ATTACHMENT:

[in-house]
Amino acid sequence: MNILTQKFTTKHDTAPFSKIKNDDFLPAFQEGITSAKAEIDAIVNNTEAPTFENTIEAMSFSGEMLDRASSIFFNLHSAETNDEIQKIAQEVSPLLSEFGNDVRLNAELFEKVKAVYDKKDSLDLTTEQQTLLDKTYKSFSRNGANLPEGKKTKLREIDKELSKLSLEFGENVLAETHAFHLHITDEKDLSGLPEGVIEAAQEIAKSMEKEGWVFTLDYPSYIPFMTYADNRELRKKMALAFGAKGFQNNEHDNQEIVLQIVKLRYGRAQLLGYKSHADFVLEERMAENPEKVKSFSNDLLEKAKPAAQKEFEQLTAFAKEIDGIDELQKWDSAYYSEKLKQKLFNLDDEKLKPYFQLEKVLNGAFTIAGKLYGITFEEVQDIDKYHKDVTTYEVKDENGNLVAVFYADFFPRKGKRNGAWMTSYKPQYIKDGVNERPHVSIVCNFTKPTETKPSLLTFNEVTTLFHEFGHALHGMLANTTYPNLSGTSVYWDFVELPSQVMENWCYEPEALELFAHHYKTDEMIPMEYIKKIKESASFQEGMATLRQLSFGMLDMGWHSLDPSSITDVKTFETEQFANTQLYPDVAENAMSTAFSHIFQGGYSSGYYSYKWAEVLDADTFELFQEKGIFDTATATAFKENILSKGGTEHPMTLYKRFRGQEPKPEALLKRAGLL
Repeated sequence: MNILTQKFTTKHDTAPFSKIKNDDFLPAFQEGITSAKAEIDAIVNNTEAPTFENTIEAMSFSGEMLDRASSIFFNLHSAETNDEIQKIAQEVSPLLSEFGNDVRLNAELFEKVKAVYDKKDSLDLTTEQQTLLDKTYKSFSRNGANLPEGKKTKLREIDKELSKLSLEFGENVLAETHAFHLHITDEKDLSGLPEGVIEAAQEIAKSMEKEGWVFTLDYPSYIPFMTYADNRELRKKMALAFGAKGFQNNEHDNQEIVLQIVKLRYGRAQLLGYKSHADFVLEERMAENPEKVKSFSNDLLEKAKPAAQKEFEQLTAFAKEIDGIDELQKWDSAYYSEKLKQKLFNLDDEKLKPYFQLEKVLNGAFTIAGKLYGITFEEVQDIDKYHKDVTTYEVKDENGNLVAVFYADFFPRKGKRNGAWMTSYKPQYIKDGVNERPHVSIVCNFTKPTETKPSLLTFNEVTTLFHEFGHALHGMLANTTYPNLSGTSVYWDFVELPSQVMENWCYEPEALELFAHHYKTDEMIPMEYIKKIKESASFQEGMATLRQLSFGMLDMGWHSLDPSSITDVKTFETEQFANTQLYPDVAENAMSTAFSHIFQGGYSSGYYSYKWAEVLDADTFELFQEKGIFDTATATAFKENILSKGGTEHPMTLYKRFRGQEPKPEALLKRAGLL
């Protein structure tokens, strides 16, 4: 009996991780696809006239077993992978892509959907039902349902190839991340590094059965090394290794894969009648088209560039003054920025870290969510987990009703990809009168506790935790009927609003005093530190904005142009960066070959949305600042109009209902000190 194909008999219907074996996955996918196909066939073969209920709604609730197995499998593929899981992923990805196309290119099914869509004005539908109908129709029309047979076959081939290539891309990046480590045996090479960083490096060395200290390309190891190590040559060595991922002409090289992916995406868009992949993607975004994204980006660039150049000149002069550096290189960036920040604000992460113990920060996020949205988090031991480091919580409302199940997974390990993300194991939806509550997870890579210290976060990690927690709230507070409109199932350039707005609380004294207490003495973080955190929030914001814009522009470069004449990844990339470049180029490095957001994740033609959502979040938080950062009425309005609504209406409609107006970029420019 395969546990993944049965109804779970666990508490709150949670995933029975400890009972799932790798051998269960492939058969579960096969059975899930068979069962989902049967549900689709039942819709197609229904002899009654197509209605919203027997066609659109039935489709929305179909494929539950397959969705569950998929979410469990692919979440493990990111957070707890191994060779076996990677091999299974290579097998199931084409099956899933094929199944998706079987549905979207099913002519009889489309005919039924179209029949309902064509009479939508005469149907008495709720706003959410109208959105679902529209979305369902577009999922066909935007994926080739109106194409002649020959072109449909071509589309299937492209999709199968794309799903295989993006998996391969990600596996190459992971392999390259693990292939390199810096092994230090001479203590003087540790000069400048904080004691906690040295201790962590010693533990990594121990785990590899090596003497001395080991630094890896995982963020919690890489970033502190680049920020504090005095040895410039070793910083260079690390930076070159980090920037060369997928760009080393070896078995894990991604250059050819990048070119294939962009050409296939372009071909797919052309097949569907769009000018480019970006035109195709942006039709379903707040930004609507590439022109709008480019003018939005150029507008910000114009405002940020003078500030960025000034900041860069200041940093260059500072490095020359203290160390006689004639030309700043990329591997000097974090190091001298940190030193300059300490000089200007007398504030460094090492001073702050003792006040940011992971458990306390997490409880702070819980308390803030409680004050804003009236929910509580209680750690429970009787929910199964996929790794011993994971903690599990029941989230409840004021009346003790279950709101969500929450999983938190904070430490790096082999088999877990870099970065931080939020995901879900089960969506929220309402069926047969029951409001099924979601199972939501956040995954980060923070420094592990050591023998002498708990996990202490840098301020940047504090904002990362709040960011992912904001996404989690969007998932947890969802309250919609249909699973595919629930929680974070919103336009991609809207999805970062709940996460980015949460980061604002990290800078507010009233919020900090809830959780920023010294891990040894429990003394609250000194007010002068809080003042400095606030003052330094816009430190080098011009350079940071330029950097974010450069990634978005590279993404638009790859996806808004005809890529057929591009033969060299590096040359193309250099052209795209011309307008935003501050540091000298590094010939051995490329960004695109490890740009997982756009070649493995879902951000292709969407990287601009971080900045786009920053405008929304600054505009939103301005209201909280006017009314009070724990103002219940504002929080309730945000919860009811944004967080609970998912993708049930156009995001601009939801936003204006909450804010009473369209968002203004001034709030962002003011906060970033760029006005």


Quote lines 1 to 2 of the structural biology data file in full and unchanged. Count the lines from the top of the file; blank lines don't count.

[in-house]
Amino acid sequence: MNILTQKFTTKHDTAPFSKIKNDDFLPAFQEGITSAKAEIDAIVNNTEAPTFENTIEAMSFSGEMLDRASSIFFNLHSAETNDEIQKIAQEVSPLLSEFGNDVRLNAELFEKVKAVYDKKDSLDLTTEQQTLLDKTYKSFSRNGANLPEGKKTKLREIDKELSKLSLEFGENVLAETHAFHLHITDEKDLSGLPEGVIEAAQEIAKSMEKEGWVFTLDYPSYIPFMTYADNRELRKKMALAFGAKGFQNNEHDNQEIVLQIVKLRYGRAQLLGYKSHADFVLEERMAENPEKVKSFSNDLLEKAKPAAQKEFEQLTAFAKEIDGIDELQKWDSAYYSEKLKQKLFNLDDEKLKPYFQLEKVLNGAFTIAGKLYGITFEEVQDIDKYHKDVTTYEVKDENGNLVAVFYADFFPRKGKRNGAWMTSYKPQYIKDGVNERPHVSIVCNFTKPTETKPSLLTFNEVTTLFHEFGHALHGMLANTTYPNLSGTSVYWDFVELPSQVMENWCYEPEALELFAHHYKTDEMIPMEYIKKIKESASFQEGMATLRQLSFGMLDMGWHSLDPSSITDVKTFETEQFANTQLYPDVAENAMSTAFSHIFQGGYSSGYYSYKWAEVLDADTFELFQEKGIFDTATATAFKENILSKGGTEHPMTLYKRFRGQEPKPEALLKRAGLL